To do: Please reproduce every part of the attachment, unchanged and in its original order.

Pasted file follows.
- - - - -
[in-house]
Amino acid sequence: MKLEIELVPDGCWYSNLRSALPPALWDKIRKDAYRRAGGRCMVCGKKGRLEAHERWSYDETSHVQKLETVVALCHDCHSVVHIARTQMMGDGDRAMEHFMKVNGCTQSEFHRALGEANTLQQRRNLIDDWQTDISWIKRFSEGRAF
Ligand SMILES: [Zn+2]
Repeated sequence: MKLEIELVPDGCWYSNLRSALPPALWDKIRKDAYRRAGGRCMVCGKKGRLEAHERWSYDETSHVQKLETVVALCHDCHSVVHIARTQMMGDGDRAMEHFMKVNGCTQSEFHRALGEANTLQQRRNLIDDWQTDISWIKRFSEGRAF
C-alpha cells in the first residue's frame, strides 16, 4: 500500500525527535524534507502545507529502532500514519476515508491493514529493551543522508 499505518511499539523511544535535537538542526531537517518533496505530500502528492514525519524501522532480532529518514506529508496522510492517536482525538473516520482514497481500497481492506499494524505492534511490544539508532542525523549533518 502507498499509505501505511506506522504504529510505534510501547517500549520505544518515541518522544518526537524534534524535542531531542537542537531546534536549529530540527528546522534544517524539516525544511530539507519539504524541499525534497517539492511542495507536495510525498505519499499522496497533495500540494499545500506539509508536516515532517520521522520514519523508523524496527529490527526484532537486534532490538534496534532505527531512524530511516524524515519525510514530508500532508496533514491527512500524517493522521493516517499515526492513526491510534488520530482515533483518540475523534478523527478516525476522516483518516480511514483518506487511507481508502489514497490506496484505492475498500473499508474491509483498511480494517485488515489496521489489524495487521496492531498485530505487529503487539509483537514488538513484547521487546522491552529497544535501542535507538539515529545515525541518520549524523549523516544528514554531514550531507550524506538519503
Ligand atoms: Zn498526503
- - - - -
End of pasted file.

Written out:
[in-house]
Amino acid sequence: MKLEIELVPDGCWYSNLRSALPPALWDKIRKDAYRRAGGRCMVCGKKGRLEAHERWSYDETSHVQKLETVVALCHDCHSVVHIARTQMMGDGDRAMEHFMKVNGCTQSEFHRALGEANTLQQRRNLIDDWQTDISWIKRFSEGRAF
Ligand SMILES: [Zn+2]
Repeated sequence: MKLEIELVPDGCWYSNLRSALPPALWDKIRKDAYRRAGGRCMVCGKKGRLEAHERWSYDETSHVQKLETVVALCHDCHSVVHIARTQMMGDGDRAMEHFMKVNGCTQSEFHRALGEANTLQQRRNLIDDWQTDISWIKRFSEGRAF
C-alpha cells in the first residue's frame, strides 16, 4: 500500500525527535524534507502545507529502532500514519476515508491493514529493551543522508 499505518511499539523511544535535537538542526531537517518533496505530500502528492514525519524501522532480532529518514506529508496522510492517536482525538473516520482514497481500497481492506499494524505492534511490544539508532542525523549533518 502507498499509505501505511506506522504504529510505534510501547517500549520505544518515541518522544518526537524534534524535542531531542537542537531546534536549529530540527528546522534544517524539516525544511530539507519539504524541499525534497517539492511542495507536495510525498505519499499522496497533495500540494499545500506539509508536516515532517520521522520514519523508523524496527529490527526484532537486534532490538534496534532505527531512524530511516524524515519525510514530508500532508496533514491527512500524517493522521493516517499515526492513526491510534488520530482515533483518540475523534478523527478516525476522516483518516480511514483518506487511507481508502489514497490506496484505492475498500473499508474491509483498511480494517485488515489496521489489524495487521496492531498485530505487529503487539509483537514488538513484547521487546522491552529497544535501542535507538539515529545515525541518520549524523549523516544528514554531514550531507550524506538519503
Ligand atoms: Zn498526503